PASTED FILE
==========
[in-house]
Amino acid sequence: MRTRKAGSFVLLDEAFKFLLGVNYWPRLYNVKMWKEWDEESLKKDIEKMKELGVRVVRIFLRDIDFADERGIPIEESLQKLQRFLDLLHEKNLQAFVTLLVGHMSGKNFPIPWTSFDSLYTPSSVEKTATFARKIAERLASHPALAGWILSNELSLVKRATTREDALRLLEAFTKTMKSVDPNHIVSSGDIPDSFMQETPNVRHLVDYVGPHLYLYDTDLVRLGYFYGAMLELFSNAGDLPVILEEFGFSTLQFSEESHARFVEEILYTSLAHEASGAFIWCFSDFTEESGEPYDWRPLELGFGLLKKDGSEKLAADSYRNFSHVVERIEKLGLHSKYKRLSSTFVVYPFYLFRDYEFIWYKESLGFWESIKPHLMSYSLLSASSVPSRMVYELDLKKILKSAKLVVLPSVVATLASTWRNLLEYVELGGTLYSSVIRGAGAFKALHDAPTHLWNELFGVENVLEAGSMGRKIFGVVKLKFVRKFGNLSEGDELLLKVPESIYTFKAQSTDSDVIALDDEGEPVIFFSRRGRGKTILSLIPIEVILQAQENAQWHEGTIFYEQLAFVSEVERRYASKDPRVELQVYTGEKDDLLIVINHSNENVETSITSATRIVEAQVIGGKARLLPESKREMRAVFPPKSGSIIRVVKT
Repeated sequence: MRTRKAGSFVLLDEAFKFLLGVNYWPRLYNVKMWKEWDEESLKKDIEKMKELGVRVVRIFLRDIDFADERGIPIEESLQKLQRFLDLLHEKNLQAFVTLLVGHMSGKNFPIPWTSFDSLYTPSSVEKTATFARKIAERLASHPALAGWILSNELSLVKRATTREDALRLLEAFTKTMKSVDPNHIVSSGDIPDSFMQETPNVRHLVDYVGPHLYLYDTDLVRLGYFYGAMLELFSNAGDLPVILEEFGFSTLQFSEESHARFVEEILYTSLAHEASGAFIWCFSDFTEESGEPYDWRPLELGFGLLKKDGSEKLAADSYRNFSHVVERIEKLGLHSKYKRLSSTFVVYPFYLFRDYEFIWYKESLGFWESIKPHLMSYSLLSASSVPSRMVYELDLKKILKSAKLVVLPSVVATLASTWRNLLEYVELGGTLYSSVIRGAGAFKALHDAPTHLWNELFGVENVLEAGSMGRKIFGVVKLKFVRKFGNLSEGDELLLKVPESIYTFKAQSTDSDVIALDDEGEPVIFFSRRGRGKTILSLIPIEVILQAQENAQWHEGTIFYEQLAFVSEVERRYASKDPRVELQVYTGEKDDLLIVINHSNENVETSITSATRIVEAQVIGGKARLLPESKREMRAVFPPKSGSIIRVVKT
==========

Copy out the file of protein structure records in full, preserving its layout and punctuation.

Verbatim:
[in-house]
Amino acid sequence: MRTRKAGSFVLLDEAFKFLLGVNYWPRLYNVKMWKEWDEESLKKDIEKMKELGVRVVRIFLRDIDFADERGIPIEESLQKLQRFLDLLHEKNLQAFVTLLVGHMSGKNFPIPWTSFDSLYTPSSVEKTATFARKIAERLASHPALAGWILSNELSLVKRATTREDALRLLEAFTKTMKSVDPNHIVSSGDIPDSFMQETPNVRHLVDYVGPHLYLYDTDLVRLGYFYGAMLELFSNAGDLPVILEEFGFSTLQFSEESHARFVEEILYTSLAHEASGAFIWCFSDFTEESGEPYDWRPLELGFGLLKKDGSEKLAADSYRNFSHVVERIEKLGLHSKYKRLSSTFVVYPFYLFRDYEFIWYKESLGFWESIKPHLMSYSLLSASSVPSRMVYELDLKKILKSAKLVVLPSVVATLASTWRNLLEYVELGGTLYSSVIRGAGAFKALHDAPTHLWNELFGVENVLEAGSMGRKIFGVVKLKFVRKFGNLSEGDELLLKVPESIYTFKAQSTDSDVIALDDEGEPVIFFSRRGRGKTILSLIPIEVILQAQENAQWHEGTIFYEQLAFVSEVERRYASKDPRVELQVYTGEKDDLLIVINHSNENVETSITSATRIVEAQVIGGKARLLPESKREMRAVFPPKSGSIIRVVKT
Repeated sequence: MRTRKAGSFVLLDEAFKFLLGVNYWPRLYNVKMWKEWDEESLKKDIEKMKELGVRVVRIFLRDIDFADERGIPIEESLQKLQRFLDLLHEKNLQAFVTLLVGHMSGKNFPIPWTSFDSLYTPSSVEKTATFARKIAERLASHPALAGWILSNELSLVKRATTREDALRLLEAFTKTMKSVDPNHIVSSGDIPDSFMQETPNVRHLVDYVGPHLYLYDTDLVRLGYFYGAMLELFSNAGDLPVILEEFGFSTLQFSEESHARFVEEILYTSLAHEASGAFIWCFSDFTEESGEPYDWRPLELGFGLLKKDGSEKLAADSYRNFSHVVERIEKLGLHSKYKRLSSTFVVYPFYLFRDYEFIWYKESLGFWESIKPHLMSYSLLSASSVPSRMVYELDLKKILKSAKLVVLPSVVATLASTWRNLLEYVELGGTLYSSVIRGAGAFKALHDAPTHLWNELFGVENVLEAGSMGRKIFGVVKLKFVRKFGNLSEGDELLLKVPESIYTFKAQSTDSDVIALDDEGEPVIFFSRRGRGKTILSLIPIEVILQAQENAQWHEGTIFYEQLAFVSEVERRYASKDPRVELQVYTGEKDDLLIVINHSNENVETSITSATRIVEAQVIGGKARLLPESKREMRAVFPPKSGSIIRVVKT